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Archive for November, 2010

The last museum I’d like to discuss is the Asian Art Museum.  Back in the day, it was a wing of the de Young Museum in Golden Gate Park.  Outside, adjacent to it, was the Japanese Tea Garden, which seems rather appropriate.  Whereas my memories of the “old” MOMA and de Young are rather lukewarm, my memories of the old Asian are quite favorable.  I was able to see some amazing exhibits, performances, and shows.  From 1990 to 2003, when it closed in the park, the museum went through a kind of golden age, at least for me it did.  (more…)

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The de Young Museum is another museum that has been radically transformed.  While its location remains the same, in Golden Gate Park, the change in the architecture, the building itself, has been like night and day.  The memories I have of the old de Young are lukewarm at best.  The art collection was a mishmash of different objects, styles, and eras.  I’d go occasionally to see some interesting exhibit, perhaps some blockbuster show, and to see its modern/contemporary art collection, which was very small.  As someone who really enjoys modern art, their collection was really somewhat disappointing.

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Three of San Francisco’s most well known and largest museums have undergone major upgrades and overhauls, or to be more precise, transformations, all within the past fifteen years.  The first one to undergo such a profound change, and the first I’d like to discuss, is the SF Museum of Modern Art.  Before it’s current incarnation, I remember when the museum was located in the War Memorial Veterans Building on Van Ness Avenue.  Back then, the museum was located on the third and fourth floors, above Herbst Theater.  (more…)

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The Embarcadero Freeway was a double-decker structure that ran above the waterfront on San Francisco’s north-eastern side, passing businesses, piers, and the Ferry Building.  As as child, I remember distinctly driving on the freeway, how it veered off I-80, curing around, and would drop you off either into the financial district, or into the North Beach and Chinatown sections of the city.  It was a convenient and fast way to get to those areas, and the freeway’s existence was a given, just as the 76 Union watch tower, which stood just before the entrance of the Bay Bridge, was a given.  At the time, the freeway seemed etched in stone.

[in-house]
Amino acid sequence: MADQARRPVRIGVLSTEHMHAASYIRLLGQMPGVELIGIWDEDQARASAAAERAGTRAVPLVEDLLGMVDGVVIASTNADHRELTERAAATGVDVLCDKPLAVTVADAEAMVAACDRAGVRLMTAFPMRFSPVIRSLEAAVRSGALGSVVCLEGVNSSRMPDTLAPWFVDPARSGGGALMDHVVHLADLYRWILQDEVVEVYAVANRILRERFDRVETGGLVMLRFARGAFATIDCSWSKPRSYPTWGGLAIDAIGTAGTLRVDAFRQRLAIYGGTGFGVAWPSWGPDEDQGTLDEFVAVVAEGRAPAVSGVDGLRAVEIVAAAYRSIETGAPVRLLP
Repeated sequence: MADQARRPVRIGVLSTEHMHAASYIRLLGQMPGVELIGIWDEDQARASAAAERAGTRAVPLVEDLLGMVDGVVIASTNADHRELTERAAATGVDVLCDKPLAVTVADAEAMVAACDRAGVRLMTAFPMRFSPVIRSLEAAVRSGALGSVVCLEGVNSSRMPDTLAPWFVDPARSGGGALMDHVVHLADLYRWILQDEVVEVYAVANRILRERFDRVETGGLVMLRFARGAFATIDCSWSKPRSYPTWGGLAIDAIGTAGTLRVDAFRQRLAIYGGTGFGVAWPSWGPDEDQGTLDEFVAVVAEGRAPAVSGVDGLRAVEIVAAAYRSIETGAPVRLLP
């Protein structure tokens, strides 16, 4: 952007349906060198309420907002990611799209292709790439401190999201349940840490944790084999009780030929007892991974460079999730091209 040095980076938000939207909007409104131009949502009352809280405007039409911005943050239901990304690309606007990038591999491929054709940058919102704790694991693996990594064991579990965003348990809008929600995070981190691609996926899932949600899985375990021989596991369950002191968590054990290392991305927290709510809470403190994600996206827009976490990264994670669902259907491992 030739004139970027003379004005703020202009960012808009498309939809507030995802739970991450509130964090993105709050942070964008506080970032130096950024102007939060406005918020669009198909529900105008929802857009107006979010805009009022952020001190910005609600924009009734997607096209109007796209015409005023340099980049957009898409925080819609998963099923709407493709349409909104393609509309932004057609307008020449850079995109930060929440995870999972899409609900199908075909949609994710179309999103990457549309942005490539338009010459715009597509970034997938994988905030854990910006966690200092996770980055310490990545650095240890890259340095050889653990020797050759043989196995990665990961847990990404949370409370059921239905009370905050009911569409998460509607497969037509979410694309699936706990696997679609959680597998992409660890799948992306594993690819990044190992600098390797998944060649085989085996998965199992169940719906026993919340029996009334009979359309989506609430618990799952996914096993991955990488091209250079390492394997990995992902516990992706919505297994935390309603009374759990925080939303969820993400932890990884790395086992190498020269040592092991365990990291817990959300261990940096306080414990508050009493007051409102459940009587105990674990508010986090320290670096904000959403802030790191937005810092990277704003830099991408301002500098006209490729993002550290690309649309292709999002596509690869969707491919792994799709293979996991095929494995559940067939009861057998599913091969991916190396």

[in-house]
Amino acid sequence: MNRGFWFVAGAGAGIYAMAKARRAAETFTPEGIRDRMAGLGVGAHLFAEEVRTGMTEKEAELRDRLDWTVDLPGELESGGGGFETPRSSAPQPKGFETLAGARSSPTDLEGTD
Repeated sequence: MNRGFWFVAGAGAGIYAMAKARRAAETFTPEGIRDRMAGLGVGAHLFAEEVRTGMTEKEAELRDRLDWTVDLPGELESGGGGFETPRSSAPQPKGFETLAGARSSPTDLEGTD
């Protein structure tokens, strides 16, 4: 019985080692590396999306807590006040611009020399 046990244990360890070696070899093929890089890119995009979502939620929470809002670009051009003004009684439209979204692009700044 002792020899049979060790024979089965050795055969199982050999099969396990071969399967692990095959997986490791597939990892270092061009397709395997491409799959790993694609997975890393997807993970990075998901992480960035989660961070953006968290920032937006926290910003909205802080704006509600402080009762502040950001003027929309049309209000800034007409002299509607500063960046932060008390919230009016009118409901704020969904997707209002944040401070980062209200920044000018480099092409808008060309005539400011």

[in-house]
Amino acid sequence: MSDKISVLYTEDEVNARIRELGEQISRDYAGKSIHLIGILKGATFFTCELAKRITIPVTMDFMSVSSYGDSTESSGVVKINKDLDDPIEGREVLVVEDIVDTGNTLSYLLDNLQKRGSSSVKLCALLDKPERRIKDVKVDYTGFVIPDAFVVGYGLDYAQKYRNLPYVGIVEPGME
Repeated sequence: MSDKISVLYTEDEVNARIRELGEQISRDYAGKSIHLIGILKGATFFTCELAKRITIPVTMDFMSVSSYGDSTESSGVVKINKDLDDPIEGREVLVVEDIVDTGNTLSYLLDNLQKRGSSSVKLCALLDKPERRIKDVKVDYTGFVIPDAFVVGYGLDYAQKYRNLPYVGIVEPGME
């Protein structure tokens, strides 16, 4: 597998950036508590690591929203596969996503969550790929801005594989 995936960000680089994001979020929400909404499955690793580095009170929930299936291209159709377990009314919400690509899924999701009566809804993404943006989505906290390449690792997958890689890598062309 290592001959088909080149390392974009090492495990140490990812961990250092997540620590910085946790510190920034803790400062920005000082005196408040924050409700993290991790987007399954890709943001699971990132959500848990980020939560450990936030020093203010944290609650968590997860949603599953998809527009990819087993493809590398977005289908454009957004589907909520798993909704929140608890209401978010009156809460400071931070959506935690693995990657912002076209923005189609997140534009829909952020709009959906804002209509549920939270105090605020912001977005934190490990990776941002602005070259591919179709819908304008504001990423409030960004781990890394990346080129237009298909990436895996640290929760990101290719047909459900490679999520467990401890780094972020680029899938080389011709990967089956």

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The Bud’s Ice Cream store in Noe Valley was considered a mecca for ice cream lovers and aficionados during the 1970s.  Situated right at the corner of 24th and Castro Street, Bud’s was the place to go for “premium” ice cream.  As a kid, I remember standing in line for over an hour with my mother, in the fog, among countless other people, just for a scoop.  The long wait and being bundled up was simply part of the experience, part of the ritual.  And it was worth it!  Bud’s made the best ice cream, and their sundaes were to die for, with rich, velvety chocolate syrup, whipped cream, bananas, and of course maraschino cherries!

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Imagine riding on a roller coaster, ferris wheel, and carousel in San Francisco.  Too, imagine bumper cars, a dark house, a fun house, and the “Diving Bell,” a metal chamber that took people under water and then returned them to the surface with a resounding splash.  All this and more was found at Playland (or Playland at the Beach), the largest amusement park in the city.  Resembling Santa Cruz Beach Boardwalk, Playland was located at the city’s western edge, next to Ocean Beach.  (more…)

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